Development of Theological and Ecclesiological Expressions of Christianity in New Orleans

New Orleans is a diverse city with a long history. Prior to the Civil War, New Orleans had a thriving community of Free People of Color. It is home to the oldest Greek Orthodox congregation in the Western hemisphere. Until 1950, it was the largest city in the South with the largest port in the South.
This paper will examine the development of the diverse cultural and theological expressions of Christianity during the first two hundred years of the city’s existence (1718-1918). Roman Catholicism was the dominant and only legal religion allowed when the city was first a French, then a Spanish colony. However, there were a variety of monastic orders with varying degrees of influence. In addition, there was competition between German, French, Irish, and Italian flavors of Catholic life, not to mention a vibrant African American expression. After the Louisiana Purchase, Protestants began to arrive. The first congregation was started by a Presbyterian, but the congregation elected to affiliate with the Episcopalians.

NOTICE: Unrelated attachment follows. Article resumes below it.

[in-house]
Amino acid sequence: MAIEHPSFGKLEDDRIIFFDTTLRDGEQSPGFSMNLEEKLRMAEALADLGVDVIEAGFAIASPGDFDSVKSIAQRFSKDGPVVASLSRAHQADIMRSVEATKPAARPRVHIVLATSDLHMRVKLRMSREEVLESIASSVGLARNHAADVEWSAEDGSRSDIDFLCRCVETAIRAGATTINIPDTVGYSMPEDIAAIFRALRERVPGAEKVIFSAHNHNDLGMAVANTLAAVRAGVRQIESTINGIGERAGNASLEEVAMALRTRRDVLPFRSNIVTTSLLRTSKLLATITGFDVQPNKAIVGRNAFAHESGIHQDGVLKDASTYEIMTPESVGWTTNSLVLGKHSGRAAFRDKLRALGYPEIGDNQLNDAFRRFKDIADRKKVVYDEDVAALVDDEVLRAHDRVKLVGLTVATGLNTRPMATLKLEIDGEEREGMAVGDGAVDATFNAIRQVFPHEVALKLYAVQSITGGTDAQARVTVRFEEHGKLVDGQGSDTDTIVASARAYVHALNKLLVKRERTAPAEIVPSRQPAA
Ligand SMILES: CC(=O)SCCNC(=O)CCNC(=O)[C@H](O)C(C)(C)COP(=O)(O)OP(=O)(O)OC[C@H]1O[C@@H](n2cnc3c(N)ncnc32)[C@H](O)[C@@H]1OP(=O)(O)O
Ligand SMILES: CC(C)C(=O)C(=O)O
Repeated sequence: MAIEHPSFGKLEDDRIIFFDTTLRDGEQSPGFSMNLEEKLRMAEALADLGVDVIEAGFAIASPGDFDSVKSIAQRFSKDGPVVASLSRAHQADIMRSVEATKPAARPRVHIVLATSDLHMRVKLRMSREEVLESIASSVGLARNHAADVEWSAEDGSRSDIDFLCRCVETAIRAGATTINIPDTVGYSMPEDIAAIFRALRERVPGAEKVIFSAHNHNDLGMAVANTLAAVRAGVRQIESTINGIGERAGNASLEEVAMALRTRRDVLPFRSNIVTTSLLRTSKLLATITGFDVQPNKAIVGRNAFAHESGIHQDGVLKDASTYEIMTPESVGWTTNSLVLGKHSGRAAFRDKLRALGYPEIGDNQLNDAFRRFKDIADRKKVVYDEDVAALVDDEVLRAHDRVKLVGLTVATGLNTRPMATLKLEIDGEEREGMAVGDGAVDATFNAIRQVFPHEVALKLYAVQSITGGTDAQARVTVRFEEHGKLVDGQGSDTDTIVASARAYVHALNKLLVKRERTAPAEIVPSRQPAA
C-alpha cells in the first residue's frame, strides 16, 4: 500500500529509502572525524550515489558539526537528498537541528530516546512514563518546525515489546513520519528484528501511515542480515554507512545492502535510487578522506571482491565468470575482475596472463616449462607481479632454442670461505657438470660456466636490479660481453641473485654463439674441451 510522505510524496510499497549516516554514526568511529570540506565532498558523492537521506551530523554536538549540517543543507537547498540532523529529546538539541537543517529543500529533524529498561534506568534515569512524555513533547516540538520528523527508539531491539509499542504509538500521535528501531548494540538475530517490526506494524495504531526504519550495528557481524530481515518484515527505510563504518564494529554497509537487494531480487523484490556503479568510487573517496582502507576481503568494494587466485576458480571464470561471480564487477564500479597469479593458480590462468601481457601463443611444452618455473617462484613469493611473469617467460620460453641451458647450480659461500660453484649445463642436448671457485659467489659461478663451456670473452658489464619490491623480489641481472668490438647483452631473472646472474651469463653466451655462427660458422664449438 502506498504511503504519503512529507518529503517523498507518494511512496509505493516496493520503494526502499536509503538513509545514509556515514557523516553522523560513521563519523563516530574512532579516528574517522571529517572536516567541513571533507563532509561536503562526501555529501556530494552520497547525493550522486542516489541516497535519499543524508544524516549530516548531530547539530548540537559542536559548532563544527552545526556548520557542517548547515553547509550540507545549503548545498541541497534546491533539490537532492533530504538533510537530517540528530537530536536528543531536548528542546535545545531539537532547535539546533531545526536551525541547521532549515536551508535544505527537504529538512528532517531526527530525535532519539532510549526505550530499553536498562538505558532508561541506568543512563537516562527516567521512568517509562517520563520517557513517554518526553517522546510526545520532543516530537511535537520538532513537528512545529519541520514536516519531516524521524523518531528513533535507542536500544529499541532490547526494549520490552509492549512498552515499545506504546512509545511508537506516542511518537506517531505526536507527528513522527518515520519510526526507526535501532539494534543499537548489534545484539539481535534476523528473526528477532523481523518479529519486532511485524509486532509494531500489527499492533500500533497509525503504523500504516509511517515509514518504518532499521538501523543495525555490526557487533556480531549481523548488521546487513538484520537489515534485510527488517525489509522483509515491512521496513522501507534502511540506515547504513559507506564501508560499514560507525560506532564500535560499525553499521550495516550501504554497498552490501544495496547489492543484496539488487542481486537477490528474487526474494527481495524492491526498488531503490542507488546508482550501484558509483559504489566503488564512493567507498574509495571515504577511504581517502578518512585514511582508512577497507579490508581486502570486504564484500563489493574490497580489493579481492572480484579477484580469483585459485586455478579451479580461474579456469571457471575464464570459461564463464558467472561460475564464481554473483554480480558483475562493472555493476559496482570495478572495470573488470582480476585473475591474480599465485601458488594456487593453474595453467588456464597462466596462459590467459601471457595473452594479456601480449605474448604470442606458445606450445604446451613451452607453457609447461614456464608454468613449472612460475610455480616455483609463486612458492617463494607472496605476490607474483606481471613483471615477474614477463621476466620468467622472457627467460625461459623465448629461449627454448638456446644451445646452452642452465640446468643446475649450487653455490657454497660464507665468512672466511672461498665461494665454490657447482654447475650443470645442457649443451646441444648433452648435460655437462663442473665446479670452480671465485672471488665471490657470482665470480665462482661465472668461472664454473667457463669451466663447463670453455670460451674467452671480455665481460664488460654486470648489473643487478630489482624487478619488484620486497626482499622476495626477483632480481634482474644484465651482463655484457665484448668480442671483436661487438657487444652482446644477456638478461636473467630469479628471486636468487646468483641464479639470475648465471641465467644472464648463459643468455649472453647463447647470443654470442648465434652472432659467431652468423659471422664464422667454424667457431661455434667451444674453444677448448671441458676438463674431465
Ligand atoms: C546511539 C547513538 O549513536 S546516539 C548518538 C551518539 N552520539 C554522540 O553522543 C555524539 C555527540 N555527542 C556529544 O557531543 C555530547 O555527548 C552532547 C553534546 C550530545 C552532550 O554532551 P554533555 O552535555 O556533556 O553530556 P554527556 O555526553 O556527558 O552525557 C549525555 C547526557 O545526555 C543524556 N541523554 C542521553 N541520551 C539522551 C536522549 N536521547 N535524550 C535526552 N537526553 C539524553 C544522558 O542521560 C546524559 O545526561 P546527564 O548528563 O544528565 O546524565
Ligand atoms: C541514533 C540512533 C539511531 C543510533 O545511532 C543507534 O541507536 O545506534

This paper will include not only the major ecclesiological expressions of each denomination, but will also examine the differing shades of each group as well. These theological developments will be presented in the chronological sequence in which they occurred. Space will be given to cultural movements which influenced these developments.

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